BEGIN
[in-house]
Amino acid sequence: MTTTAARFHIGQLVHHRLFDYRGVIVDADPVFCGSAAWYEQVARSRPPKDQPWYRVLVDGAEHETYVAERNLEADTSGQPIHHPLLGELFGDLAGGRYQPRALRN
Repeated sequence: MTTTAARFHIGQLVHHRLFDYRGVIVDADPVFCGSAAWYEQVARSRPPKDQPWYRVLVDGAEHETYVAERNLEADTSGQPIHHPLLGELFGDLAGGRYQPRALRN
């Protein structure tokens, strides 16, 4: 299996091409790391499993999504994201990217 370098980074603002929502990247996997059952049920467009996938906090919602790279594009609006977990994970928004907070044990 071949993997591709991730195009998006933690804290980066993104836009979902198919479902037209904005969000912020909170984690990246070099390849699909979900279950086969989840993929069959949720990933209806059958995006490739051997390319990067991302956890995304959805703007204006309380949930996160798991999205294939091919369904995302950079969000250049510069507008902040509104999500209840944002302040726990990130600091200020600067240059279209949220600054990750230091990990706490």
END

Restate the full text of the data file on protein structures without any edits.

[in-house]
Amino acid sequence: MTTTAARFHIGQLVHHRLFDYRGVIVDADPVFCGSAAWYEQVARSRPPKDQPWYRVLVDGAEHETYVAERNLEADTSGQPIHHPLLGELFGDLAGGRYQPRALRN
Repeated sequence: MTTTAARFHIGQLVHHRLFDYRGVIVDADPVFCGSAAWYEQVARSRPPKDQPWYRVLVDGAEHETYVAERNLEADTSGQPIHHPLLGELFGDLAGGRYQPRALRN
């Protein structure tokens, strides 16, 4: 299996091409790391499993999504994201990217 370098980074603002929502990247996997059952049920467009996938906090919602790279594009609006977990994970928004907070044990 071949993997591709991730195009998006933690804290980066993104836009979902198919479902037209904005969000912020909170984690990246070099390849699909979900279950086969989840993929069959949720990933209806059958995006490739051997390319990067991302956890995304959805703007204006309380949930996160798991999205294939091919369904995302950079969000250049510069507008902040509104999500209840944002302040726990990130600091200020600067240059279209949220600054990750230091990990706490």